34. As observed by this court in M. P. Gangadharan v. State of Kerala  6 SCC 162, the constitutional requirement for judging the question of reasonableness and fairness on the part of the statutory authority must be considered having regard to the factual matrix in each case. It cannot be put in a straitjacket formula. It must be considered keeping in view the doctrine of flexibility. Before an action is struck down, the court must be satisfied that a case has been made out for exercise of power of judicial review. The court observed that we are not unmindful of the development of the law that from the doctrine of ‘Wednesbury unreasonableness’, the court is leaning towards the doctrine of ‘proportionality’. But, in a case of this nature, the doctrine of proportionality must also be applied having regard to the purport and object for which the Act was enacted.”
8. In the case in hand, it is to be seen whether penalty of 25 per cent. restricted by the Commissioner of Income-tax (Appeals) and the Tribunal is justified or the penalty must be the one imposed by the Assessing Officer. We note, the Commissioner of Income-tax (Appeals), while restricting the penalty to 25 per cent., was of the view that there was no intention to evade tax. The conclusion of the Commissioner of Income-tax (Appeals) which is upheld by the Tribunal reducing the quantum of penalty is justified. Such a finding is keeping in view the fact that the assessee paid advance tax of Rs. 14,00,000. After the return was processed under section 143(1) of the Act, the intimation was sent to the assessee on February 1, 2011, calling upon him to make payment by February 1, 2011. The assessee deposited the tax due by April 28, 2011, which is much before the date of issuance of notice under section 140A(3) of the Act by the Assessing Officer, i.e., November 22, 2011. Further, we are of the view, when the authorities were justified in restricting the penalty to 25 per cent. based on cogent material and finding, more so when it is discretionary, as is clear from the reading of section 221 of the Act which is reproduced below :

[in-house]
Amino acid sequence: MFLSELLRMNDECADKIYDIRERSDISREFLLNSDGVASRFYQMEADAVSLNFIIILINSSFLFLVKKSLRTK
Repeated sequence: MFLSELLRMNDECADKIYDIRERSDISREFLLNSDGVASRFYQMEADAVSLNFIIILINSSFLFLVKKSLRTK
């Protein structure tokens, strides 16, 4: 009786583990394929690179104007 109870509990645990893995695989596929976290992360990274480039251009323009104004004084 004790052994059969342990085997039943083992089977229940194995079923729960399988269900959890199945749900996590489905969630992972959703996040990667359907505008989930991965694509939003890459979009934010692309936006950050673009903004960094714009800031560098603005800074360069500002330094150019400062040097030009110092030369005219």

“221. Penalty payable when tax in default. â (1) When an assessee is in default or is deemed to be in default in making a payment of tax, he shall, in addition to the amount of the arrears and the amount of interest payable under sub-section (2) of section 220, be liable, by way of penalty, to pay such amount as the Assessing Officer may direct, and in the case of a continuing default, such further amount or amounts as the Assessing Officer may, from time to time, direct, so, however, that the total amount of penalty does not exceed the amount of tax in arrears :
Provided that before levying any such penalty, the assessee shall be given a reasonable opportunity of being heard :
Provided further that where the assessee proves to the satisfaction of the Assessing Officer that the default was for good and sufficient reasons, no penalty shall be levied under this section.
Explanation. â For the removal of doubt, it is hereby declared that an assessee shall not cease to be liable to any penalty under this sub-section merely by reason of the fact that before the levy of such penalty he has paid the tax.
(2) Where as a result of any final order the amount of tax, with respect to the default in the payment of which the penalty was levied, has been wholly reduced, the penalty levied shall be cancelled and the amount of penalty paid shall be refunded.”
9. The discretion so exercised is within the mandate of law and based on good, valid and cogent ground. If at all, the Assessing Officer was rather harsh, and did not give due credence to several mitigating factors, including the payment made. Contumacious and maladroit conduct, though not relevant while deciding the question of reasonable cause, are relevant consideration when we examine the question of penalty. The Revenue perhaps harbours the belief that maximum penalty must be imposed in all cases, which is not the legislative mandate. No substantial question of law arises for our consideration.
The appeal is thus dismissed.
[Citation :Â 370 ITR 401]